In differential geometry, Bernstein's problem is as follows: if the graph of a function on Rn−1 is a minimal surface in Rn, does this imply that the function is linear? This is true in dimensions n at most 8, but false in dimensions n at least 9. The problem is named for Sergei Natanovich Bernstein who solved the case n = 3 in 1914.
Suppose that f is a function of n − 1 real variables. The graph of f is a surface in Rn, and the condition that this is a minimal surface is that f satisfies the minimal surface equation
Bernstein's problem asks whether an entire function (a function defined throughout Rn−1 ) that solves this equation is necessarily a degree-1 polynomial.
Bernstein (1915–1917) proved Bernstein's theorem that a graph of a real function on R2 that is also a minimal surface in R3 must be a plane.
Fleming (1962) gave a new proof of Bernstein's theorem by deducing it from the fact that there is no non-planar area-minimizing cone in R3.
De Giorgi (1965) showed that if there is no non-planar area-minimizing cone in Rn−1 then the analogue of Bernstein's theorem is true in Rn, which in particular implies that it is true in R4.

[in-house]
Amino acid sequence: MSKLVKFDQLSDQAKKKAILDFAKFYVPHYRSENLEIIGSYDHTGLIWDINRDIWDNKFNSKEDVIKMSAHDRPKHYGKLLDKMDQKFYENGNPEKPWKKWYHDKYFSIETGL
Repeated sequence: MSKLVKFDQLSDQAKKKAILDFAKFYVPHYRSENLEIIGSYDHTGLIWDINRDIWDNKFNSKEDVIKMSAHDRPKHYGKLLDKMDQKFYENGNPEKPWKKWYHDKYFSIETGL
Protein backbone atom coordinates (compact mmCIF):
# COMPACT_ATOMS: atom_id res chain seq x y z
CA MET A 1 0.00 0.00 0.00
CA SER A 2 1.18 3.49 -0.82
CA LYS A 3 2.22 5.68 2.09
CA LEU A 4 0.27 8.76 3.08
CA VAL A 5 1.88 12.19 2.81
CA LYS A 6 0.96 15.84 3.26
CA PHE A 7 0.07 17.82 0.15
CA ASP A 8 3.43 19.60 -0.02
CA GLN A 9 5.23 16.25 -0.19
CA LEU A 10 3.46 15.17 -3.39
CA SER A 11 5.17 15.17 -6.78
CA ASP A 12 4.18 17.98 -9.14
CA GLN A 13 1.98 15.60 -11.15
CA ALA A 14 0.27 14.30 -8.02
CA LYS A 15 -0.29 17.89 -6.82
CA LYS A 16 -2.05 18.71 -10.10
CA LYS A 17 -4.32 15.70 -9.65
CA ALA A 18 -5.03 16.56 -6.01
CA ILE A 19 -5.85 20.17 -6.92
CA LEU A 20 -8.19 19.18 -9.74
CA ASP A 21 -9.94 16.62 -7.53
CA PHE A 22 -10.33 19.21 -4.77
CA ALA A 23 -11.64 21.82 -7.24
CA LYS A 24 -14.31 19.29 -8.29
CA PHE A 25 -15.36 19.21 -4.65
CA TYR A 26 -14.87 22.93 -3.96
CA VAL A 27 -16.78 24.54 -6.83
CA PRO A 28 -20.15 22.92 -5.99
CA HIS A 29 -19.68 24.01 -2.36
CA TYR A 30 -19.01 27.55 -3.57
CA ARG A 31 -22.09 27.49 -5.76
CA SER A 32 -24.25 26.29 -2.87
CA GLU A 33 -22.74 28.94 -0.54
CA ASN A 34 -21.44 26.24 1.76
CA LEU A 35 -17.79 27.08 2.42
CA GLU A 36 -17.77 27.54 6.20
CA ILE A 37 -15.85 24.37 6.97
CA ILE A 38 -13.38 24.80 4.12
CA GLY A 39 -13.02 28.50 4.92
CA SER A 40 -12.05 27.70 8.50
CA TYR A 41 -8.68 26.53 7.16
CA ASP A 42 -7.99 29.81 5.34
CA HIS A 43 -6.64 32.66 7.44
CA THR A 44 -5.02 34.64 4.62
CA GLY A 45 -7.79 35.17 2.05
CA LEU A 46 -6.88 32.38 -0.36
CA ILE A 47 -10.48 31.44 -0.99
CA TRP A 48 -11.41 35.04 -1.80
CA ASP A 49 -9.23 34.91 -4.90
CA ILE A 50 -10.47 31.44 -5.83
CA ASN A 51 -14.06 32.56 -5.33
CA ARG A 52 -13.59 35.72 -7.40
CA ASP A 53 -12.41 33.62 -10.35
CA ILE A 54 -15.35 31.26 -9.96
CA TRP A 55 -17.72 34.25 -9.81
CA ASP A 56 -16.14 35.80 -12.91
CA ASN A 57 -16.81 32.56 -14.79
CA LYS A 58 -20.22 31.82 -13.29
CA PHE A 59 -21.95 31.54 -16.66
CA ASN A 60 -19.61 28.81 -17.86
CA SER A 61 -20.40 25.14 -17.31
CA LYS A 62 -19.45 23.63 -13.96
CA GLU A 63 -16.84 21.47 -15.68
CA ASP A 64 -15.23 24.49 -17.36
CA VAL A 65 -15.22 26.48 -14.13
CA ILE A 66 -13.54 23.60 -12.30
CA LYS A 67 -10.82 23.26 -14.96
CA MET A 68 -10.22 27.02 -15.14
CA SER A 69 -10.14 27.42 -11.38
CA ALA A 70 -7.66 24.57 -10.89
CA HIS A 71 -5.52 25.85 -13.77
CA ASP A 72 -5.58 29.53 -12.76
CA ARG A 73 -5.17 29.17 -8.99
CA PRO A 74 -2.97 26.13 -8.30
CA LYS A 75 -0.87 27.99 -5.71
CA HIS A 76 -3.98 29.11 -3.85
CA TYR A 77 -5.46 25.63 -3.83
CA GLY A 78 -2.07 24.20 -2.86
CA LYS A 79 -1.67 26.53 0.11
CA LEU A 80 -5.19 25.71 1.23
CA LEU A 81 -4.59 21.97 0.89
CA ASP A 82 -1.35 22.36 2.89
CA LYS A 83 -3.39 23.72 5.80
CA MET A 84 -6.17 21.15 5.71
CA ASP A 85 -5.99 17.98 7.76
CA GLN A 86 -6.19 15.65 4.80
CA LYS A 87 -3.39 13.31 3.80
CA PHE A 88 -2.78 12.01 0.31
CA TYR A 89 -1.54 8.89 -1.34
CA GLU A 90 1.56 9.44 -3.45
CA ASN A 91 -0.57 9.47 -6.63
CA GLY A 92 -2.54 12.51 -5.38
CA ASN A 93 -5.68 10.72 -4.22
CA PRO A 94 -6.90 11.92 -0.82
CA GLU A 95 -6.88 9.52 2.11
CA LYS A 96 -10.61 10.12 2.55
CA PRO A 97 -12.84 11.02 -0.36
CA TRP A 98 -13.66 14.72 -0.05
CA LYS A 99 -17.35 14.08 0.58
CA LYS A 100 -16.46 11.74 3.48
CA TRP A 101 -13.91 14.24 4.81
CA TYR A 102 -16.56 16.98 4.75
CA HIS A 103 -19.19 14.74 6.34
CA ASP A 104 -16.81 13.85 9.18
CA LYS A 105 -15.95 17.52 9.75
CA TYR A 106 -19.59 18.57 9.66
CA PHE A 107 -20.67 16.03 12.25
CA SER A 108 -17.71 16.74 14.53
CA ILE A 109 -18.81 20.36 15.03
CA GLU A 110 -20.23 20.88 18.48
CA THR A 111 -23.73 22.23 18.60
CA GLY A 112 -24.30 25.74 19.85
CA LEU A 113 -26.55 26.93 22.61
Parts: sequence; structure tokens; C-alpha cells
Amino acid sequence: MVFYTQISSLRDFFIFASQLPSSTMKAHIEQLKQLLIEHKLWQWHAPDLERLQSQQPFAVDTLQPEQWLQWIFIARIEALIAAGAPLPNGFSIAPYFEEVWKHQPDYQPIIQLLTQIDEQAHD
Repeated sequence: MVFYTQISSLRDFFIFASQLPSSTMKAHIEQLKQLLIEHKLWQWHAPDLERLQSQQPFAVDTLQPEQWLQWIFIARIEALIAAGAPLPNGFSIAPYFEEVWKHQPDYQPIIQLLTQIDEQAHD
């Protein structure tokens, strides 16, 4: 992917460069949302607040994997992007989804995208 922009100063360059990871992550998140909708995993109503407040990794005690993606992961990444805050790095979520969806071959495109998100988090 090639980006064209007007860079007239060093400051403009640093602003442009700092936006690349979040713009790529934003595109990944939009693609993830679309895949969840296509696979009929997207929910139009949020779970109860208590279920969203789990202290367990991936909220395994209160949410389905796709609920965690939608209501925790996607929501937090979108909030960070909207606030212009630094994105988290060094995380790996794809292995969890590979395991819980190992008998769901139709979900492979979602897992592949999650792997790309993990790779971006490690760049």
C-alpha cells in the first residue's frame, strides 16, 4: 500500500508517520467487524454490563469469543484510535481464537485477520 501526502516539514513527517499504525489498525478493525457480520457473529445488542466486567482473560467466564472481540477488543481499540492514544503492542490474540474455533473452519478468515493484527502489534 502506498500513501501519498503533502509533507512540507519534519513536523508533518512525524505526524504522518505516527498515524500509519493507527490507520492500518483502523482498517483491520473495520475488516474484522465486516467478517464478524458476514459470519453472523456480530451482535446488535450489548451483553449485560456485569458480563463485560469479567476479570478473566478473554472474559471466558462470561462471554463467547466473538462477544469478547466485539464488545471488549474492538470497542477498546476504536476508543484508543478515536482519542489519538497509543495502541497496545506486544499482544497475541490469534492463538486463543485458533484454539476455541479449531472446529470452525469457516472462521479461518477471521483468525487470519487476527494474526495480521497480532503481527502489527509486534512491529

Almgren (1966) showed there are no non-planar minimizing cones in R4, thus extending Bernstein's theorem to R5.
Simons (1968) showed there are no non-planar minimizing cones in R7, thus extending Bernstein's theorem to R8. He also gave examples of locally stable cones in R8 and asked if they were globally area-minimizing.
Bombieri, De Giorgi & Giusti (1969) showed that Simons' cones are indeed globally minimizing, and showed that in Rn for n≥9 there are graphs that are minimal but not hyperplanes. Combined with the result of Simons, this shows that the analogue of Bernstein's theorem is true in dimensions up to 8, and false in higher dimensions. A specific example is the surface .
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